VIRGINIA WOOLF'S ORLANDO
A new staging of Virginia Woolf’s 'Orlando' at the Royal Exchange, Manchester, inspires Sally ...
‘Everyone can remember a time when he has carefully searched his curtains – and poked in the dark corner of his rooms before retiring to rest – with a sort of pleasurable uncertainty as to whether there might not be a saucer-eyed skeleton or a skinny-sheeted ghost in hiding somewhere.’
M. R. James writing at the age of eighteen.
Montague Rhodes James was the master of the ghost story. It is important to note that this is a refined and specialised art. We are not dealing with horror fiction here where gratuitous descriptions of blood and gore are the raison d’être of the genre. The ghost story is more subtle and aims to create unnerving shivers down the spine rather than stomach churning shocks. James was able, with gentle cunning, to draw his readers into a narrative that at first seems innocuous, but which slowly grows darker and darker until he transfixes you with his prose, creating the most unforgettable, alarming and frightening images. What begins as a mildly disturbing dream becomes a nightmare. He does it by implication and suggestion. It is as though we see his terrors through a distorting mirror. In this way James forms a partnership with the readers who, prompted and stimulated by his writing, create their own chilling images, embellishing what has only been hinted at in the story. James knew there was nothing more frightening than our own imagination.
Novelist Muriel Gray observed that James was ‘gifted with an almost diabolical power of calling horror by gentle steps from the midst of prosaic life.’ By contrast James’ own life was fairly uneventful. He was a bookish academic who indulged in writing ghost stories as a divertissement from his more serious pursuits and as entertainments for his colleagues.
M.R. James was born in 1862. He studied at Eton College where he became known as ‘the learned boy.’ His academic path led him to King’s College, Cambridge. He loved the womblike world of academia, the library and the cloister; he was fated never to leave its confines. After graduating, he became an Assistant in Classical Archaeology at the Fitzwilliam Museum in Cambridge. By the time he had progressed to becoming Dean of King’s College in 1889, he was widely recognised as an authority on medievalism. He rose further up the academic ladder to become Provost of King’s in 1905. After the First World War he returned to his beloved alma mater and became Provost of Eton, remaining there as a bachelor until his death in 1936.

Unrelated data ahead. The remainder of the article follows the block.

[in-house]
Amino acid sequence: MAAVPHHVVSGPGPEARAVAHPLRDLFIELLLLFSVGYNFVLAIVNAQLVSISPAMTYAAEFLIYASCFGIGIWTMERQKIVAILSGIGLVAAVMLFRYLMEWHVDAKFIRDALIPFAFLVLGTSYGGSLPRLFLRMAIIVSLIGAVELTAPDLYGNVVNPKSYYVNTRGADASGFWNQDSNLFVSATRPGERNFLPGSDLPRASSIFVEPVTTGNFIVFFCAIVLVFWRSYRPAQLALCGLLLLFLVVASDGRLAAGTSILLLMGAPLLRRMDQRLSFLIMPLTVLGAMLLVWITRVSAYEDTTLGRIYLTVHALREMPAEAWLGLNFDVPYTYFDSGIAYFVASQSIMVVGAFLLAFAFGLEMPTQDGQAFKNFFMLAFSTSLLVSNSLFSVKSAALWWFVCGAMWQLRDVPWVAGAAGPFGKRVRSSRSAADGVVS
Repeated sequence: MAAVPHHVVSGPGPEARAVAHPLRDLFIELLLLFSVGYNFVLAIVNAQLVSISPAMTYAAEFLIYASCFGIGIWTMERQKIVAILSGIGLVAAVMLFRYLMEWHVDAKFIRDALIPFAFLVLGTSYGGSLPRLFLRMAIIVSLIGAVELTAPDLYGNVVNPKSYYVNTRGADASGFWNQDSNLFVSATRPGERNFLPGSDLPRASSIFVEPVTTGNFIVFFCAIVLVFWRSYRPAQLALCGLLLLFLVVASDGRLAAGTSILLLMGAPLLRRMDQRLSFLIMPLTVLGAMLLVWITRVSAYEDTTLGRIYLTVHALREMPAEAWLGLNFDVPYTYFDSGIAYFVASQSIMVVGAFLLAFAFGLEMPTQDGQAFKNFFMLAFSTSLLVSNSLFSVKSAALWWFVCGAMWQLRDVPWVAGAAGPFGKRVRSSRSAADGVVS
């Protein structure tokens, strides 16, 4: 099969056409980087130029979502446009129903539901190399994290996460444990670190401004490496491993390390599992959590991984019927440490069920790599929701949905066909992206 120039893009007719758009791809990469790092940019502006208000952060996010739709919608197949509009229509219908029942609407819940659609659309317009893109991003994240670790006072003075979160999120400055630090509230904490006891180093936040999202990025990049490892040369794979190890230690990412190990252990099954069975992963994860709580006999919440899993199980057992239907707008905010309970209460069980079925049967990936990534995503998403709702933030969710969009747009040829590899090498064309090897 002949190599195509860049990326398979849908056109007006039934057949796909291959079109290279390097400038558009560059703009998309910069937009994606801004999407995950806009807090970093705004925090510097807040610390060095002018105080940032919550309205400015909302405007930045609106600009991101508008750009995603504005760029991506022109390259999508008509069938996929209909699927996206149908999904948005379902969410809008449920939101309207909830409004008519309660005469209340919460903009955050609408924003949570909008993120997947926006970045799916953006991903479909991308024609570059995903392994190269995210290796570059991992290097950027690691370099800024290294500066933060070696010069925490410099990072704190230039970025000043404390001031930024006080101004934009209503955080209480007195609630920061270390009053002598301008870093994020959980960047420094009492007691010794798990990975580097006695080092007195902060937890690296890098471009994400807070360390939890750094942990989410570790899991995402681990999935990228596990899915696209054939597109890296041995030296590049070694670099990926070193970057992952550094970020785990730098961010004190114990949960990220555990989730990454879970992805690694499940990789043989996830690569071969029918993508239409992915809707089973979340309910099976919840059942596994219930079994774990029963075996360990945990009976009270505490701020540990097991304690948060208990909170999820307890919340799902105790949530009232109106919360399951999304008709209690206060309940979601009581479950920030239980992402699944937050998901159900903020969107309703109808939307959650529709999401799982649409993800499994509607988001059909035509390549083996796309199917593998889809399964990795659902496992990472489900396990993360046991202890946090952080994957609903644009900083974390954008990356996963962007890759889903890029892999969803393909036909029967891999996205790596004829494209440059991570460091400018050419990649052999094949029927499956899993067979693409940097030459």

James’s love of the bizarre and his passion for medieval and antiquarian studies were combined in the unlikely fiction to which he turned his hand. It was at Cambridge that James began a tradition of writing ghost stories to be read aloud. In October 1893 he presented the first of his ghost stories, Canon Alberic’s Scrapbook to the Chitchat Society, a regular gathering of friends with a literary bent. The story was a great success and this became the first of many similar occasions. The reading of his annual Christmas ghost story was a major event in college life.
The use of academics as central characters has much to do with the effectiveness of the stories. The blend of intellectual rationality and calm scepticism combined with staid realism that becomes increasingly effective. There is no hysteria or great drama in James’s stories. They are told calmly and simply in such a way that when the weird realm of the undead breaks through the rational surface of this mundane world, the shock is all the greater.
The story, Oh, Whistle, and I’ll Come to You, My Lad, one of James’s most effective narratives, is in many ways typical of his approach. Often, the apparition in his stories is connected with, or evoked by, some material object, usually one of antiquity, which is mundane in itself, like the old drawing in Canon Alberic’s Scrapbook, the silver Anglo-Saxon crown in A Warning to the Curious and the strange pattern in The Diary of Mr Poynter. In Whistle it is an old bronze whistle, the blowing of which brings about terrible consequences for the central character. But always when these frightful ghosts put in an appearance we are only given a glimpse of them. In Whistle there is ‘an intensely horrible face of crumpled linen’; in The Treasure of Abbott Thomas we are presented with a clutching demon: ‘several – I don’t know how many legs, arms or tentacles or something, clinging to my body.’ As suggested earlier, the lack of specific detail allows the reader to fill in the rest with his own dark imaginings, stimulated by James’s prose.
By the time of his death James had published four collections: Ghost Stories of an Antiquary (1904), More Ghost Stories of Antiquary (1911), A Thin Ghost and Others (1919) and A Warning to the Curious and Other Ghost Stories (1925). This body of work, thirty three supernatural tales in all, was published in one volume as Collected Ghost Stories in 1931. The Wordsworth Edition of this treasure trove of chills remains one of their most popular volumes. The power of M.R. James’ imagination continues to exert its power over ours and will continue to do so as long as we seek that frisson of ‘pleasurable uncertainty’ a good ghost story can engender.
David Stuart Davies